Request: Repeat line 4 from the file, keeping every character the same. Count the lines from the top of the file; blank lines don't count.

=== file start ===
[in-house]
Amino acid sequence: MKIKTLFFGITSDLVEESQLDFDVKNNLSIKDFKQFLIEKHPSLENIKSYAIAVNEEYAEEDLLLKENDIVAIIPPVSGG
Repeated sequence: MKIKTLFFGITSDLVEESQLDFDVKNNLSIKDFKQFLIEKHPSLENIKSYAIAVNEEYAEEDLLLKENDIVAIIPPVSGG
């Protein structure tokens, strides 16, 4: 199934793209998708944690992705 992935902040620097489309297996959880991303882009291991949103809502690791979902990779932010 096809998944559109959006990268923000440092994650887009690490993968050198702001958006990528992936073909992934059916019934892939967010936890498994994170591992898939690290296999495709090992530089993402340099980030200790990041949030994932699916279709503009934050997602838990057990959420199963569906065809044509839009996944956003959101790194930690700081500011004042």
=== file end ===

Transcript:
């Protein structure tokens, strides 16, 4: 199934793209998708944690992705 992935902040620097489309297996959880991303882009291991949103809502690791979902990779932010 096809998944559109959006990268923000440092994650887009690490993968050198702001958006990528992936073909992934059916019934892939967010936890498994994170591992898939690290296999495709090992530089993402340099980030200790990041949030994932699916279709503009934050997602838990057990959420199963569906065809044509839009996944956003959101790194930690700081500011004042």